When There's No Rhyme or Reason

Article excerpt

Byline: PAUL BENNEWORTH

WHEN I moved to secondary school, I fell in with a bad crowd and was always in trouble. I was lucky enough to have a form tutor who explained to me the importance of taking responsibility for your actions.

He often said to me when I tried to explain my mischief was "that's not a reason, it's an excuse". He was right - an excuse merely justifies something that you have already decided to do, whereas a reason shows that you have deliberately chosen an action to achieve a desired result.

As long as you have a reason, as I later discovered; you don't have to be right. If the reason makes sense, then if you fail, you will learn something from the experience.

These lessons over time make you a wiser person. Not just when you are faced with similar choices, but also when you encounter entirely novel situations.

Our life-changing decisions are rarely ones that we make very often whether to buy a house, get married, go to university, take a new job or emigrate.

So reasoning is particularly important here. Without reason, we are cheating ourselves of the chance to take a greater control over our destiny.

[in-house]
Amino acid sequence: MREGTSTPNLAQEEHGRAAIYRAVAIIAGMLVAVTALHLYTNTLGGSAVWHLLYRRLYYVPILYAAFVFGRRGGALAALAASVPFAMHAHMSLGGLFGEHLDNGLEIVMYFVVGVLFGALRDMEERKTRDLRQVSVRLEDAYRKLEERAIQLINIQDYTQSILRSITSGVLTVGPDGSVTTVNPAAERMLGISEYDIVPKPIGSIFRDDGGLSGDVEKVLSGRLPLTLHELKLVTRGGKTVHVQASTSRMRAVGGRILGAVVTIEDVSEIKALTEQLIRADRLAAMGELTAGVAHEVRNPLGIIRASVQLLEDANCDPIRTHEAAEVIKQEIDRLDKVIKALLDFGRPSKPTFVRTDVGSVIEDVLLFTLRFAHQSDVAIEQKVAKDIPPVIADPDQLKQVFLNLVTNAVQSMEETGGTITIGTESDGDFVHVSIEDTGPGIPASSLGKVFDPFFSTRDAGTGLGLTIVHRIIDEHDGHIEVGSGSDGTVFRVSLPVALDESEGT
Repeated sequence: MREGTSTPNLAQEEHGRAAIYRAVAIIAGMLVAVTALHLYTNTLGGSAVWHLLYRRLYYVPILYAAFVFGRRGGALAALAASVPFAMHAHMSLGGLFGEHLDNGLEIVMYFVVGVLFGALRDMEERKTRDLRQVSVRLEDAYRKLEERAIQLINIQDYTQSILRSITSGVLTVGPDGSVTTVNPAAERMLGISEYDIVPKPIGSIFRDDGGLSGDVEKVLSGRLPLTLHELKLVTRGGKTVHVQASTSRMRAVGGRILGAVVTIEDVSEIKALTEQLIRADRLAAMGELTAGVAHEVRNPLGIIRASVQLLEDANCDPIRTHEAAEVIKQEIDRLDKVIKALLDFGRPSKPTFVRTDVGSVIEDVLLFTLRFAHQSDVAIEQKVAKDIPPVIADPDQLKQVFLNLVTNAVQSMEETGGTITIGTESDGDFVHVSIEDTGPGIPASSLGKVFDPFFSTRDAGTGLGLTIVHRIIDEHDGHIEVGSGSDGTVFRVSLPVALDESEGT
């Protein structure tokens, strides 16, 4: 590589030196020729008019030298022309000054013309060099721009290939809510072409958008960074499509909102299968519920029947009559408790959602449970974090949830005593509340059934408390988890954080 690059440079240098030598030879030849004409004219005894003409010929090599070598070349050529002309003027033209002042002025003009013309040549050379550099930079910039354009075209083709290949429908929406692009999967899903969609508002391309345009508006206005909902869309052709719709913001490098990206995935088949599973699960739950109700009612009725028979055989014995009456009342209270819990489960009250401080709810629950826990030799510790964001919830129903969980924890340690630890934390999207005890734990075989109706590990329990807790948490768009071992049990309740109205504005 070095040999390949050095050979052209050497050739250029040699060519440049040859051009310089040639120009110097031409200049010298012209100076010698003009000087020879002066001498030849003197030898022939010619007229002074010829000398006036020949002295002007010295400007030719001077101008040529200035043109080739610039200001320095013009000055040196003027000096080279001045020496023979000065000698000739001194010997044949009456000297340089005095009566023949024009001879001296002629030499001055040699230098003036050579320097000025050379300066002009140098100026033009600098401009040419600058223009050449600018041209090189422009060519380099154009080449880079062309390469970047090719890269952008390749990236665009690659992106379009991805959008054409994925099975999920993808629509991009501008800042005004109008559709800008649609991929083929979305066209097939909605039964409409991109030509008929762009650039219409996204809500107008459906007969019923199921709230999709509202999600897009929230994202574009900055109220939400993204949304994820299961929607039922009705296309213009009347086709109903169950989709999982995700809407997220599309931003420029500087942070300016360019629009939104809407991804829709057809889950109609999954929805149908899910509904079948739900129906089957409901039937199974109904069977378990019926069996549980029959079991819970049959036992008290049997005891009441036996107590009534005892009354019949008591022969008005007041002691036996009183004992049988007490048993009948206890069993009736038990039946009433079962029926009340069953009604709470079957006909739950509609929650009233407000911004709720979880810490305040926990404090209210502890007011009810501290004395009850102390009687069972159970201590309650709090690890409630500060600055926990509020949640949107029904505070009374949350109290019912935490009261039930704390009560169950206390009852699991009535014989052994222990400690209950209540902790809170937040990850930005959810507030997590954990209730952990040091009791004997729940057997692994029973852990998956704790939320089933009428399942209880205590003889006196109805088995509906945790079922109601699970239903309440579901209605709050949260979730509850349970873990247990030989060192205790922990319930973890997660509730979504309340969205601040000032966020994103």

Which is why the steady loss of reason from our public life is so worrying. At exactly the same time that the Government has decided to intrude more into our lives, it has shown less inclination to consider whether this makes any sense.

The recent revelations about the 'consultation' around Heathrow's third runway are an acute example of this behaviour.

The Government decided on a course of action - building the new runway - in response to lobbying from airlines. There was a consultation, but it would be generous to describe it as a sham.

And this is not an isolated example - from the Iraq War to the promotion of genetically modified food through nuclear energy and the Kingsnorth power station, this Government has made a habit of taking decisions first, then coming up with the facts. …